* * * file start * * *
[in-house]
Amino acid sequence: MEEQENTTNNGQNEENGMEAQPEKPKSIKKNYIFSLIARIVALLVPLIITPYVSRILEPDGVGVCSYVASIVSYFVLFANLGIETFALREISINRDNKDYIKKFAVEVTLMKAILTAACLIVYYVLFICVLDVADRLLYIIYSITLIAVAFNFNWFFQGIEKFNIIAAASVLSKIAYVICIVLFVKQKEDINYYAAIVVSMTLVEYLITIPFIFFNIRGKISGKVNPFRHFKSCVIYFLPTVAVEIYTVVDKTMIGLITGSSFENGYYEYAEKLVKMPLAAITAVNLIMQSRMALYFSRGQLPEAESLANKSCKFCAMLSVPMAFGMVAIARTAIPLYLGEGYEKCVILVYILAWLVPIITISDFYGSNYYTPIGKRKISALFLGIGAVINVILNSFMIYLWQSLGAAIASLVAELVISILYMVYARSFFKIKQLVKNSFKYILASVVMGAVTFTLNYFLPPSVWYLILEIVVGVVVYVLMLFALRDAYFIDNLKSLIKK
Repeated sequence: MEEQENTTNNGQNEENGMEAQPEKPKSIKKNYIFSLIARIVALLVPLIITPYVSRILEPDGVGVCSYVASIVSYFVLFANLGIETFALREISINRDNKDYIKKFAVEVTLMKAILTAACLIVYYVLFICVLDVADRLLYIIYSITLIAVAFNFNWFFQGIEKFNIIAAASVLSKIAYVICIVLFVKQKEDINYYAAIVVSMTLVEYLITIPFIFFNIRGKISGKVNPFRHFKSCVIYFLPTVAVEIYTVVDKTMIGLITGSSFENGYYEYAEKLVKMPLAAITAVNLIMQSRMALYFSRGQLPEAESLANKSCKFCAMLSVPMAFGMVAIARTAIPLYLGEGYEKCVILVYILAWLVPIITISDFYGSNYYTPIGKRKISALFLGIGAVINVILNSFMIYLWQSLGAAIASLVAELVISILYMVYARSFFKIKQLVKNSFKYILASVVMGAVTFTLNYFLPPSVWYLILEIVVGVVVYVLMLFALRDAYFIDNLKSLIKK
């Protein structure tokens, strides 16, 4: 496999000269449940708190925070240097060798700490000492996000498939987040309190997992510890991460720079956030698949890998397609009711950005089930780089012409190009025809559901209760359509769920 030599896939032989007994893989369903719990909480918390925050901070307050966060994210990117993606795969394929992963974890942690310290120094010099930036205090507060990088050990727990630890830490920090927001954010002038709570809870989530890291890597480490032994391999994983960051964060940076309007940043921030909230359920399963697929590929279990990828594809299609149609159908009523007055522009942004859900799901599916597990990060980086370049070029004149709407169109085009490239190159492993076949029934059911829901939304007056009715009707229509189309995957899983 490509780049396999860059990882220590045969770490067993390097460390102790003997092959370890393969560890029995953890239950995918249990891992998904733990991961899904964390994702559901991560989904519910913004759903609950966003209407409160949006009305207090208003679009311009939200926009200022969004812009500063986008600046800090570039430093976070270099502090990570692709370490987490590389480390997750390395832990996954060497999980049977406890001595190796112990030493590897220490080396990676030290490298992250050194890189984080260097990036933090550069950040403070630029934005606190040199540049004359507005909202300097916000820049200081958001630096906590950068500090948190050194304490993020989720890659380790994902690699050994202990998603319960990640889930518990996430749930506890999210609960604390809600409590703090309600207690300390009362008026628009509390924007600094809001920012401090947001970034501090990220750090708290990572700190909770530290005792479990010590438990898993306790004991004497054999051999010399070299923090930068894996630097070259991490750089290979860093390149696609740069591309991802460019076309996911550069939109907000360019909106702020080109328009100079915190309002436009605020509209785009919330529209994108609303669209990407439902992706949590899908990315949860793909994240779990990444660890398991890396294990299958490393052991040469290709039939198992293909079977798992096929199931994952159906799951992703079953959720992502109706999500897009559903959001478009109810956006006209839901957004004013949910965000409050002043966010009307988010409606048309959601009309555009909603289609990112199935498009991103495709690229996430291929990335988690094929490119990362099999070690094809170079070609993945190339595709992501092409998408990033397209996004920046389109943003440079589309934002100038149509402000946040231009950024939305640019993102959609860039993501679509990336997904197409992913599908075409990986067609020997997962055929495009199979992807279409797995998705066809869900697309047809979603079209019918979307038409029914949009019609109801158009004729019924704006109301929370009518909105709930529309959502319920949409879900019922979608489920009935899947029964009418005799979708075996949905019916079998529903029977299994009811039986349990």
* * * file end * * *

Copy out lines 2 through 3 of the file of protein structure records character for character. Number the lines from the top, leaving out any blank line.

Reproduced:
Amino acid sequence: MEEQENTTNNGQNEENGMEAQPEKPKSIKKNYIFSLIARIVALLVPLIITPYVSRILEPDGVGVCSYVASIVSYFVLFANLGIETFALREISINRDNKDYIKKFAVEVTLMKAILTAACLIVYYVLFICVLDVADRLLYIIYSITLIAVAFNFNWFFQGIEKFNIIAAASVLSKIAYVICIVLFVKQKEDINYYAAIVVSMTLVEYLITIPFIFFNIRGKISGKVNPFRHFKSCVIYFLPTVAVEIYTVVDKTMIGLITGSSFENGYYEYAEKLVKMPLAAITAVNLIMQSRMALYFSRGQLPEAESLANKSCKFCAMLSVPMAFGMVAIARTAIPLYLGEGYEKCVILVYILAWLVPIITISDFYGSNYYTPIGKRKISALFLGIGAVINVILNSFMIYLWQSLGAAIASLVAELVISILYMVYARSFFKIKQLVKNSFKYILASVVMGAVTFTLNYFLPPSVWYLILEIVVGVVVYVLMLFALRDAYFIDNLKSLIKK
Repeated sequence: MEEQENTTNNGQNEENGMEAQPEKPKSIKKNYIFSLIARIVALLVPLIITPYVSRILEPDGVGVCSYVASIVSYFVLFANLGIETFALREISINRDNKDYIKKFAVEVTLMKAILTAACLIVYYVLFICVLDVADRLLYIIYSITLIAVAFNFNWFFQGIEKFNIIAAASVLSKIAYVICIVLFVKQKEDINYYAAIVVSMTLVEYLITIPFIFFNIRGKISGKVNPFRHFKSCVIYFLPTVAVEIYTVVDKTMIGLITGSSFENGYYEYAEKLVKMPLAAITAVNLIMQSRMALYFSRGQLPEAESLANKSCKFCAMLSVPMAFGMVAIARTAIPLYLGEGYEKCVILVYILAWLVPIITISDFYGSNYYTPIGKRKISALFLGIGAVINVILNSFMIYLWQSLGAAIASLVAELVISILYMVYARSFFKIKQLVKNSFKYILASVVMGAVTFTLNYFLPPSVWYLILEIVVGVVVYVLMLFALRDAYFIDNLKSLIKK